> hundred dollars to 
> reflect what the owner was willing to pay for the
> work. In other words, 
> after all was said and done and a structural UNSAFE
> condition was 
> remedied in the process of doing the expansion, like
> the people of 
> Hamlin the owner didn't want to pay the Piper.
> 
> Well, I don't have a magic flute (and I don't really
> want to take 
> possesion of the owner's children anyway) so I don't
> really have an easy 
> recourse in this matter.
> 
> Here are my choices, obviously:
> 
> 1) Just forget about it and chalk it up to
> experience--even though I 
> feel that I documented everything and communicated
> satsifactorily the 
> entire way.
> 
> 2) Demand that the Architect--with whom I had the
> agreement for 
> payment--pay me the rest regardless of what the
> Owner has paid him.
> 
> 3) Demand that the Owner cough up the balance of the
> fee directly to me.
> 
> My problem with 1) is that it just rankles. Not only
> do I feel I'm being 
> poorly treated, I also don't like the idea that the
> services of a 
> structural engineer are seen as a "commodity" with
> no real value. I 
> think the owner needs to be "taught a lesson" not
> just for my sake but 
> for that of others.
> 
> Of course, 2) or 3) would have to be "backed up"
> with threat of legal 
> action. Is six hundred bucks worth it? There is a
> principle involved 
> here, but how far does one need to go?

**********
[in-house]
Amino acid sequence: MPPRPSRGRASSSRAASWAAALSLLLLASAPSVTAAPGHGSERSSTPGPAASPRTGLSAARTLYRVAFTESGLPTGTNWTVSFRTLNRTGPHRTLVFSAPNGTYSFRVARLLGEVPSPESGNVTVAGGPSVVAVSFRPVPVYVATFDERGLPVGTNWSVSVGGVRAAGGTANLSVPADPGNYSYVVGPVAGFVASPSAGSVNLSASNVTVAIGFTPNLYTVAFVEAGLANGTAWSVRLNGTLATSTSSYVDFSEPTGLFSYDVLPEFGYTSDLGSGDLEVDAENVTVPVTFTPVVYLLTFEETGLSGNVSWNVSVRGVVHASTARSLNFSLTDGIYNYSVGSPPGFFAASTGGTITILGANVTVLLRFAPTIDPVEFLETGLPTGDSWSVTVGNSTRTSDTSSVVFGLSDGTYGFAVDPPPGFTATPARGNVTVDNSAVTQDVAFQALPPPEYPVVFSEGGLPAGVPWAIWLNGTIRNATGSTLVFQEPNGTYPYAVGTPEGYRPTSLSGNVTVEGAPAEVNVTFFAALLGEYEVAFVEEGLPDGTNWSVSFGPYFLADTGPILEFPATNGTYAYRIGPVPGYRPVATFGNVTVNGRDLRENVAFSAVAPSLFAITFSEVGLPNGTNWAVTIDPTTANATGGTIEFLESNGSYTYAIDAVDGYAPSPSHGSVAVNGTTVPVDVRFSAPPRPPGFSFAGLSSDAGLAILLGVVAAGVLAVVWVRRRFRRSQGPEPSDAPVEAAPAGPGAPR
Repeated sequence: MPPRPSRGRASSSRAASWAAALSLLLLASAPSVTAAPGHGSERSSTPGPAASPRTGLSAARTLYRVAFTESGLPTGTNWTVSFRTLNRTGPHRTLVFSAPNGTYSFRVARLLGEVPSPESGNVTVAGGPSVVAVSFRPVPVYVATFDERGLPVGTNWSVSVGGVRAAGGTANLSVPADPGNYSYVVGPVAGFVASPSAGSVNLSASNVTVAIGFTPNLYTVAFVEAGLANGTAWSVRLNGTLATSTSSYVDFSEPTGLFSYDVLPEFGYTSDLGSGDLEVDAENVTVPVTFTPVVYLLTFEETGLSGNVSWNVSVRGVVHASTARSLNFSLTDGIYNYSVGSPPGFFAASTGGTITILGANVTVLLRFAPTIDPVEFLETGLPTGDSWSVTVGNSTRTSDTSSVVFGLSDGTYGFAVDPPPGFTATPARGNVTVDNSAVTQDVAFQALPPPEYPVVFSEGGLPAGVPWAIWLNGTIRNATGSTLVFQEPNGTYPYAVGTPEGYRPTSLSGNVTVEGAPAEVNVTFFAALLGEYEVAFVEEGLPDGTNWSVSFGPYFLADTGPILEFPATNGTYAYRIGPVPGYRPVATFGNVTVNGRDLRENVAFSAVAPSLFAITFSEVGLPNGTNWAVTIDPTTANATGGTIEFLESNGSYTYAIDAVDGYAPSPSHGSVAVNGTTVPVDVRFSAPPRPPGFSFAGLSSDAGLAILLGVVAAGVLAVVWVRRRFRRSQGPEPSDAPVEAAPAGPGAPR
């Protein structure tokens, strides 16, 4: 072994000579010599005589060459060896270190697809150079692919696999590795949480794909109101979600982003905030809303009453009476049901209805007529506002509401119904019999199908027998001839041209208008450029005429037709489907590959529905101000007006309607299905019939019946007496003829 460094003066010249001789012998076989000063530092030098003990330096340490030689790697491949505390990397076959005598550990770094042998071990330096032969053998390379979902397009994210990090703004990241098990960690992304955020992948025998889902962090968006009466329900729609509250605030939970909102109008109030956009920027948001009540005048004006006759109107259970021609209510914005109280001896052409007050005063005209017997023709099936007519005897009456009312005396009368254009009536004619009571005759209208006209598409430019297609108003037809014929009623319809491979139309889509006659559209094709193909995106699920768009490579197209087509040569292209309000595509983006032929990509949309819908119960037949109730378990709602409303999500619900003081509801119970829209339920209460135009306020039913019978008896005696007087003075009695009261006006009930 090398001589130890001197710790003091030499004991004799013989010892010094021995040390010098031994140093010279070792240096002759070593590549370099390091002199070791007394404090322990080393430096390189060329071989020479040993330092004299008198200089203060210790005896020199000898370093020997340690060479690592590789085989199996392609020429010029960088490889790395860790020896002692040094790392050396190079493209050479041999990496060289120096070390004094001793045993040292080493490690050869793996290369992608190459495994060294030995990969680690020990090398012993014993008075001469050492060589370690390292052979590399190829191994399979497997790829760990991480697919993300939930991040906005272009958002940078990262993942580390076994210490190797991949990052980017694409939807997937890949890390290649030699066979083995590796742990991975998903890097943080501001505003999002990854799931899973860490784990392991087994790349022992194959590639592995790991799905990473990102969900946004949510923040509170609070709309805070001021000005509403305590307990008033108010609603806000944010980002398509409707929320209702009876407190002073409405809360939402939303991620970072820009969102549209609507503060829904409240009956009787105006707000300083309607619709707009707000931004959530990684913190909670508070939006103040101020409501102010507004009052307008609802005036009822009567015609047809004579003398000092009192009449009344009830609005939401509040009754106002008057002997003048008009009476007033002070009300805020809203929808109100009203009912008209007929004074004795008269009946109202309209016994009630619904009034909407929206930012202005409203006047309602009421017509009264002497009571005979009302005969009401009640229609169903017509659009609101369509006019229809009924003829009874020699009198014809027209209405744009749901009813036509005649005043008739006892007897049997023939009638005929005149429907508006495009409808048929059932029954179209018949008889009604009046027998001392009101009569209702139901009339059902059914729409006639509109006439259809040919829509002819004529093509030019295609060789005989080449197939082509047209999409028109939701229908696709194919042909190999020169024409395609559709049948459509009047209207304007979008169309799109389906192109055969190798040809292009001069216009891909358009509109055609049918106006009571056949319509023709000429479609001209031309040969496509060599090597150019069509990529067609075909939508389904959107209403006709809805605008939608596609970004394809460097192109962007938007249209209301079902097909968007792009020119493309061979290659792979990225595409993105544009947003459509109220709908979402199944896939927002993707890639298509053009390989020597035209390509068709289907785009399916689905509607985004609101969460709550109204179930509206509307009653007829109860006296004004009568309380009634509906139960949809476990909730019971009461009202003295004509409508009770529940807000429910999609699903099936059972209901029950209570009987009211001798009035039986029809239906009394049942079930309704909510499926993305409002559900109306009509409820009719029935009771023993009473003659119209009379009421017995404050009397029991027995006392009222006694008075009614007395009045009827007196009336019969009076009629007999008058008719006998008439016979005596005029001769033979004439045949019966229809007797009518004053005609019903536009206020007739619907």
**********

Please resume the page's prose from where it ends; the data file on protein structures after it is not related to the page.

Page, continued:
> 
> My wife insists that I go with 2) AND 3). As "CFO"
> she is quite 
> perturbed about this (the recent demise of our
> washing machine and 
> dishwasher have not helped matters much).
> 
> I don't want to "tick off" my Archy client, but I
> have a feeling he's 
> not going to be coming back to me with any further
> work anyway.
> 
> It's tough being an "ant" trying to work with
> giants.
> 
> Any comments?
> 
> -- 
> Bill Polhemus, P.E.
> Polhemus Engineering Company
> http://www.polhemus.cc/
> 
> 
> ******* ****** ******* ******** ******* *******
> ******* ***
> *   Read list FAQ at:
> http://www.seaint.org/list_FAQ.asp
> * 
> *   This email was sent to you via Structural
> Engineers 
> *   Association of Southern California (SEAOSC)
> server. To 
> *   subscribe (no fee) or UnSubscribe, please go to:
> *
> *   http://www.seaint.org/sealist1.asp
> *
> *   Questions to seaint-ad(--nospam--at)seaint.org. Remember, any
> email you 
> *   send to the list is public domain and may be
> re-posted 
> *   without your permission. Make sure you visit our
> web 
> *   site at: http://www.seaint.org 
> ******* ****** ****** ****** ******* ****** ******
> ******** 
> 



		
__________________________________ 
Do you Yahoo!? 
Yahoo! Small Business - Try our new resources site!
http://smallbusiness.yahoo.com/resources/ 

******* ****** ******* ******** ******* ******* ******* ***
*   Read list FAQ at: http://www.seaint.org/list_FAQ.asp
* 
*   This email was sent to you via Structural Engineers 
*   Association of Southern California (SEAOSC) server. To 
*   subscribe (no fee) or UnSubscribe, please go to:
*
*   http://www.seaint.org/sealist1.asp
*
*   Questions to seaint-ad(--nospam--at)seaint.org. Remember, any email you 
*   send to the list is public domain and may be re-posted 
*   without your permission. Make sure you visit our web 
*   site at: http://www.seaint.org 
******* ****** ****** ****** ******* ****** ****** ********